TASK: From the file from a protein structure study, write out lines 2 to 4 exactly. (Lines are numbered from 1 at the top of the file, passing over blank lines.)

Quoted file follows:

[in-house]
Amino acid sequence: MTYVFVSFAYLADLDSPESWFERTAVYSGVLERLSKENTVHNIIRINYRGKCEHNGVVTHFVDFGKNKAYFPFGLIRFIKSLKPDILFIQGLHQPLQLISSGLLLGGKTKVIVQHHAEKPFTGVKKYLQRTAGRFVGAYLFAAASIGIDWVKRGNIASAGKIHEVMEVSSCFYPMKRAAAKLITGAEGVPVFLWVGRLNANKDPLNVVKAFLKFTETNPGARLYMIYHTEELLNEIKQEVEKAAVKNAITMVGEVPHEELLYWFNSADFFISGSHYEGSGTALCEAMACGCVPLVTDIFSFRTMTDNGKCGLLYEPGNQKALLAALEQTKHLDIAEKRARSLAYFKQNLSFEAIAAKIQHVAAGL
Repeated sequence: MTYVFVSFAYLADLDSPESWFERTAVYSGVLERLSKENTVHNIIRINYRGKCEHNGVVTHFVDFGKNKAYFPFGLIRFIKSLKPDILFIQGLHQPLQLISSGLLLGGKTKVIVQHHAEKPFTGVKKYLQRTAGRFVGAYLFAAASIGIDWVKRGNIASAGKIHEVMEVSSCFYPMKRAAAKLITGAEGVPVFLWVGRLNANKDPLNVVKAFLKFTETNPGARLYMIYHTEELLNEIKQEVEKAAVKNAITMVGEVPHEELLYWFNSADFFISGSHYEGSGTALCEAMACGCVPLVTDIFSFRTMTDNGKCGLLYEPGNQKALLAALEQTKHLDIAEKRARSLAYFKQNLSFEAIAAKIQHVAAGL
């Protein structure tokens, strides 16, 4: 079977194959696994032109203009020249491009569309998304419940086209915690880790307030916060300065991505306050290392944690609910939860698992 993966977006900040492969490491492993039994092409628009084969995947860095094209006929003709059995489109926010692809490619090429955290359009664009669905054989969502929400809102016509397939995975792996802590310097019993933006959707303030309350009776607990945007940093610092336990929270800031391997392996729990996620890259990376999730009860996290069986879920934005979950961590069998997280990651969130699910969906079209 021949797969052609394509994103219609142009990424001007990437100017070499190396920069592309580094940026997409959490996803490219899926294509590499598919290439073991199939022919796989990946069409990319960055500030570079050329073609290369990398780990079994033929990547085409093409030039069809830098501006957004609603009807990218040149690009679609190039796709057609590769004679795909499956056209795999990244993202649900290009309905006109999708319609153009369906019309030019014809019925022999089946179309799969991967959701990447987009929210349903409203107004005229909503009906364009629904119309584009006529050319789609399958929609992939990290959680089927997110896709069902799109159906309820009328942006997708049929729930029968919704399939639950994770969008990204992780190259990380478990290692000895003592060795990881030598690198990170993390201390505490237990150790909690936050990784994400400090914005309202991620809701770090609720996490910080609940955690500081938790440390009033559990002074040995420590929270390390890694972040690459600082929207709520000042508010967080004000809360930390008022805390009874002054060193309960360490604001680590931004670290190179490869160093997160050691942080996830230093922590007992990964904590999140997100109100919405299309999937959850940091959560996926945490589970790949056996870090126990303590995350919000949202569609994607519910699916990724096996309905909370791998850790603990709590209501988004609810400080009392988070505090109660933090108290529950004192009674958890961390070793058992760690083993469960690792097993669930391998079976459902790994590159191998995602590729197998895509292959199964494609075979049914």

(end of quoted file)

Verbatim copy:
Amino acid sequence: MTYVFVSFAYLADLDSPESWFERTAVYSGVLERLSKENTVHNIIRINYRGKCEHNGVVTHFVDFGKNKAYFPFGLIRFIKSLKPDILFIQGLHQPLQLISSGLLLGGKTKVIVQHHAEKPFTGVKKYLQRTAGRFVGAYLFAAASIGIDWVKRGNIASAGKIHEVMEVSSCFYPMKRAAAKLITGAEGVPVFLWVGRLNANKDPLNVVKAFLKFTETNPGARLYMIYHTEELLNEIKQEVEKAAVKNAITMVGEVPHEELLYWFNSADFFISGSHYEGSGTALCEAMACGCVPLVTDIFSFRTMTDNGKCGLLYEPGNQKALLAALEQTKHLDIAEKRARSLAYFKQNLSFEAIAAKIQHVAAGL
Repeated sequence: MTYVFVSFAYLADLDSPESWFERTAVYSGVLERLSKENTVHNIIRINYRGKCEHNGVVTHFVDFGKNKAYFPFGLIRFIKSLKPDILFIQGLHQPLQLISSGLLLGGKTKVIVQHHAEKPFTGVKKYLQRTAGRFVGAYLFAAASIGIDWVKRGNIASAGKIHEVMEVSSCFYPMKRAAAKLITGAEGVPVFLWVGRLNANKDPLNVVKAFLKFTETNPGARLYMIYHTEELLNEIKQEVEKAAVKNAITMVGEVPHEELLYWFNSADFFISGSHYEGSGTALCEAMACGCVPLVTDIFSFRTMTDNGKCGLLYEPGNQKALLAALEQTKHLDIAEKRARSLAYFKQNLSFEAIAAKIQHVAAGL
């Protein structure tokens, strides 16, 4: 079977194959696994032109203009020249491009569309998304419940086209915690880790307030916060300065991505306050290392944690609910939860698992 993966977006900040492969490491492993039994092409628009084969995947860095094209006929003709059995489109926010692809490619090429955290359009664009669905054989969502929400809102016509397939995975792996802590310097019993933006959707303030309350009776607990945007940093610092336990929270800031391997392996729990996620890259990376999730009860996290069986879920934005979950961590069998997280990651969130699910969906079209 021949797969052609394509994103219609142009990424001007990437100017070499190396920069592309580094940026997409959490996803490219899926294509590499598919290439073991199939022919796989990946069409990319960055500030570079050329073609290369990398780990079994033929990547085409093409030039069809830098501006957004609603009807990218040149690009679609190039796709057609590769004679795909499956056209795999990244993202649900290009309905006109999708319609153009369906019309030019014809019925022999089946179309799969991967959701990447987009929210349903409203107004005229909503009906364009629904119309584009006529050319789609399958929609992939990290959680089927997110896709069902799109159906309820009328942006997708049929729930029968919704399939639950994770969008990204992780190259990380478990290692000895003592060795990881030598690198990170993390201390505490237990150790909690936050990784994400400090914005309202991620809701770090609720996490910080609940955690500081938790440390009033559990002074040995420590929270390390890694972040690459600082929207709520000042508010967080004000809360930390008022805390009874002054060193309960360490604001680590931004670290190179490869160093997160050691942080996830230093922590007992990964904590999140997100109100919405299309999937959850940091959560996926945490589970790949056996870090126990303590995350919000949202569609994607519910699916990724096996309905909370791998850790603990709590209501988004609810400080009392988070505090109660933090108290529950004192009674958890961390070793058992760690083993469960690792097993669930391998079976459902790994590159191998995602590729197998895509292959199964494609075979049914």